On Thursday, the U.S. Department of Justice filed a suit in federal court to stop the merger between Mexico’s largest brewery, Grupo Modelo and Anheuser-Busch InBev. The Justice Department argues that consumer pricing will suffer along with competition in the beer market if the two merge.
The deal is worth an estimated $20.1 billion and would bring together the largest and the third largest beer makers the U.S. had. It would add to the already huge portfolio of Anheuser that includes Beck’s, Stella and of course Budweiser. Grupo Modelo would bring one of the world’s fastest growing brands, Corona.
The merger was announced last summer by the two companies and would have brought further consolidation to the beer market, which has steadily been shrunk to just a few large breweries that are still in existence. The two largest left in the U.S. are AB InBev, which is based out of Belgium and Chicago’s MillerCoors makers of both Miller Lite and Coors.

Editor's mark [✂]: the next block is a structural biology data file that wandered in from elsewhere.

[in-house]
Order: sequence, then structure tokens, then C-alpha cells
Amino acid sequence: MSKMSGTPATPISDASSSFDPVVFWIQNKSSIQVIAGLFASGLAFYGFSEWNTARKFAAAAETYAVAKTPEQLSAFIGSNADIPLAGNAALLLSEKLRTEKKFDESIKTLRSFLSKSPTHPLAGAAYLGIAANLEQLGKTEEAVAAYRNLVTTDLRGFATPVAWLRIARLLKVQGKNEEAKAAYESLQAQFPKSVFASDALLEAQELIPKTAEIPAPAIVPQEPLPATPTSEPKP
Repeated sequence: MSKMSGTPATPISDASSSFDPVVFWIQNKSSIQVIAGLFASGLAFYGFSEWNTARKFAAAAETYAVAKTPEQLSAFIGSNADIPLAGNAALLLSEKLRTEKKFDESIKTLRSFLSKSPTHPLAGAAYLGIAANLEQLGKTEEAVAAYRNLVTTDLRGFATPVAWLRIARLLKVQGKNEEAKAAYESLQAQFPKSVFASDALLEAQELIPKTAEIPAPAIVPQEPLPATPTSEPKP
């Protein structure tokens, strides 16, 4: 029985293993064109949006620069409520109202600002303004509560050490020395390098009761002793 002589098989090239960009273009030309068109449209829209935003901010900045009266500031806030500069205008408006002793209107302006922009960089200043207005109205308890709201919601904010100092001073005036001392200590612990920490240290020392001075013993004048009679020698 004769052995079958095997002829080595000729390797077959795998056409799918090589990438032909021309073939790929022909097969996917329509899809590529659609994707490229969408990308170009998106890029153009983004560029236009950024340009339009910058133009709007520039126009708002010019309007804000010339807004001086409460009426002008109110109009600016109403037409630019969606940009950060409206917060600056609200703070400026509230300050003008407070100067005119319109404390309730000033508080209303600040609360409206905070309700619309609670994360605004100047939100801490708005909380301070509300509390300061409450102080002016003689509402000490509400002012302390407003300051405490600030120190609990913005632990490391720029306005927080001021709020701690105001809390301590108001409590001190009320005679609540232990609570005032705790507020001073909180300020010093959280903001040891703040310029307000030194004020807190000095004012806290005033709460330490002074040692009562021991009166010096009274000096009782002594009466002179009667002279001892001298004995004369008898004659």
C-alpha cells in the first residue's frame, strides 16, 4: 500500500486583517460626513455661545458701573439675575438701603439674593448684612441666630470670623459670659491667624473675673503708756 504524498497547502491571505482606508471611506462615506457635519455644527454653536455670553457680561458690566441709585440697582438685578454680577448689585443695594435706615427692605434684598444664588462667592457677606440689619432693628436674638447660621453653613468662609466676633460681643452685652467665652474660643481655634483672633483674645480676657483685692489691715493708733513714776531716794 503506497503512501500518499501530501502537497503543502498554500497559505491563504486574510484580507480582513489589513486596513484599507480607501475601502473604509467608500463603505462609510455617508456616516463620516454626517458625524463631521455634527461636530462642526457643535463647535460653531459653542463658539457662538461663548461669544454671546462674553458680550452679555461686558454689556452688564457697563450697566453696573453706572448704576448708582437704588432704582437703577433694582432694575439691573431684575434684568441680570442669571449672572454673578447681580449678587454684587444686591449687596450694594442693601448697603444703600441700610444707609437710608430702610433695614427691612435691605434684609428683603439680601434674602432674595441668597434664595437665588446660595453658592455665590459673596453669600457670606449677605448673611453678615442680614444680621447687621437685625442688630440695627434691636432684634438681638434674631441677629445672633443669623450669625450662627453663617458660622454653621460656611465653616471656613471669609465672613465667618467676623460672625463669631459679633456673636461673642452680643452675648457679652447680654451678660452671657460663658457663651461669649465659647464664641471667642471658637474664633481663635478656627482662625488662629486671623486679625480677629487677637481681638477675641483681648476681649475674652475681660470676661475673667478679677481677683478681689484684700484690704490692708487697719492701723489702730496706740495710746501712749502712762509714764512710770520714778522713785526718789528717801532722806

On Thursday, antitrust officials said they filed suit, as they were worried that the market share of AB InBev would be increased through the purchase of a competitor. The Justice Department’s antitrust division said it was taking the action because they felt the merger would be a bad deal for U.S. consumers.
For many years, merger of large corporations took place with very few eyebrows raised by the government from their entity to control antitrust violations.
However, the latest suit, along with one last year blocking the T-Mobile and AT&T merger are just signs showing the Obama administration does not have any qualms about fighting a legal battle in court to block deals they feel could hurt the consumer.